Left-wing trolls have taken another swipe at Chick-fil-A, this time accusing the fast-food chain of supporting a supposed Ugandan law that reportedly seeks the death penalty to punish homosexual acts.
The Washington Examiner reported on the background to the hoax:
A high-ranking Ugandan government official recently announced support for instituting the death penalty to punish homosexual acts. This sparked an international outcry and widespread condemnation. However, it’s not actually clear that this brutal law will be implemented. Other government officials have contradicted the official’s account, and it’s unclear whether the anti-gay bill set to be introduced will actually include the death penalty or not.
However, while the actual situation in Uganda is being questioned, left-wing trolls saw in this confusion another opportunity to smear Chick-fil-A.
One Facebook post was shared by The Other 98%, which has over six million followers, reported the Examiner, observing as well that supposed “fact-checkers” Snopes rated the claim as being “mixed” in terms of its truthfulness.
“The National Christian Foundation has funded projects that opposed LGBT rights in Uganda,” Snopes stated, “and the WinShape Foundation, closely linked to Chick-fil-A, has funded the National Christian Foundation.”
But, then, Snopes added:
However, the Ugandan minister did not signal an intent to legalize the murder of LGBT people, and his remarks were quickly contradicted by the government; also, it’s not clear to what extent National Christian Foundation-funded entities were involved in the creation or promotion of a bill to make homosexuality punishable by death.
The Examiner reported a Chick-fil-A spokesperson said, “Chick-fil-A has not supported legislative campaigns of any kind in Uganda.”
Chick-fil-A has been condemned by progressives for its donations to the Salvation Army and other Christian organizations. The left claims the Salvation Army is anti-LGBT and, subsequently, Chick-fil-A has been barred from college campuses, airports, and other venues, because of its donations to Christian organizations such as the Salvation Army.
Ironically, there was no outcry from the left when, in August, tech giant Google announced it donated $1.5 million to the Salvation Army to assist in the charity’s efforts to fight homelessness in San Francisco and San Jose.
In May, the student government at Trinity University, a private, Presbyterian liberal arts college in Texas, voted unanimously to ban Chick-fil-A from its campus.
According to the resolution, students noted:
Chick-fil-a donated 1.8 million dollars to anti-LGBT+ organizations in 2017, such as the Paul Anderson Youth Home, the Salvation Army, and the Fellowship of Christian Athletes, according to their most recent available tax return.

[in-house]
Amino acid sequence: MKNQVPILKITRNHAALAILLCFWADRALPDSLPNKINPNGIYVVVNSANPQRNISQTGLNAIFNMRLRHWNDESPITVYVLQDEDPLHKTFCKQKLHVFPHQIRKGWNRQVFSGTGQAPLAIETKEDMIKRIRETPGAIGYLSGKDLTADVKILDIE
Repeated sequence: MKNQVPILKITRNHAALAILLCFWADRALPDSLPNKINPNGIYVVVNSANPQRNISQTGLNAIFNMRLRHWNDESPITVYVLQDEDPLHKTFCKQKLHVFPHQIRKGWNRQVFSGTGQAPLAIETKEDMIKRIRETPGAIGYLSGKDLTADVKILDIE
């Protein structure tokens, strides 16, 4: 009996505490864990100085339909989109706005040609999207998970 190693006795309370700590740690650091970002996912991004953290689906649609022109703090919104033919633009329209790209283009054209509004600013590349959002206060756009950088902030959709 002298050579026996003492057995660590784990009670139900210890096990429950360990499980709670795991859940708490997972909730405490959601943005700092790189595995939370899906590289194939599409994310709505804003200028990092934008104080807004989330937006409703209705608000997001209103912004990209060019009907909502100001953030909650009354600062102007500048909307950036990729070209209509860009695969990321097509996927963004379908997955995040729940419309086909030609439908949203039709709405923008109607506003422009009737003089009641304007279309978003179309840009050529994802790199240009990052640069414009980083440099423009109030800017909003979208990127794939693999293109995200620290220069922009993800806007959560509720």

“Trinity is a university that emphasizes its commitment to diversity and inclusion,” the resolution said. “Having Chick-fil-a in the rotation at Revolve conflicts with those values. Trinity’s values of diversity and inclusion and Chick-fil-a’s values regarding the LGBT+ community are mutually exclusive.”
In 2012, Fred Sainz, vice president of communications of LGBT lobbying group the Human Rights Campaign, said his organization is “sending a loud and clear message to Chick-fil-A: we will not rest until your consumers know that you take their money and hand it over to groups that actively work to demonize LGBT people.”
The Salvation Army website states it is “committed to serving the LGBTQ community” by providing food and shelter, job training, substance abuse counseling, and other assistance.
On its website, Chick-fil-A states the company continues to uphold the biblical principles that guided the founding of its business by S. Truett Cathy, and that it has provided financial support to Christian youth organizations and charitable groups, such as the Salvation Army.
While some have questioned the motives behind our donations, we want to take a moment to reiterate the mission and focus of the Chick-fil-A Foundation, which has always been and always will be to donate to programs that support a diverse array of youth and educational programs nationwide. The 140,000 people who serve customers on a daily basis represent and embrace all people, regardless of race, gender, ethnicity, sexual orientation or gender identity.
Because of its foundation’s history of giving to Christian organizations, Chick-fil-A had also been blocked at airports in San Antonio and Buffalo.
Despite continued protests and the current hoax, Chick-fil-A is America’s fastest-growing fast food chain brand, according to a July analysis by Goldman Sachs.
The chain more than doubled its sales since 2011, when Chick-fil-A Christian Chairman and CEO Dan T. Cathy voiced support for traditional marriage between one man and one woman.
Results of customer satisfaction company Market Force’s annual survey of “America’s favorite” fast food chains revealed Chick-fil-A received top billing.
In 2018, Chick-fil-A was presented with a Glassdoor Employees’ Choice Award for being among the top 100 best places to work. The restaurant chain was also included in Glassdoor’s Top 100 CEOs.
Chick-fil-A was recognized again in 2018 for customer experience in the Temkin Experience Ratings survey and then named “Best Franchise Brand” by Airport Revenue News. The company was included as well last year in Forbes’ list of best employers and as a National Society of High School Scholars top employer.
In 2016, healthy eating site Eat This, Not That! rated Chick-fil-A’s grilled chicken sandwich as one of the best fast-food sandwiches anywhere for healthy eating.
“Simply put: Order this. Every time,” urged the site. “Made with many natural ingredients we can get behind—such as whole spelt flour, red bell peppers, and fruit juices for sweetness—this is the very best sandwich at Chick-Fil-A, and one of the best fast food sandwiches anywhere.”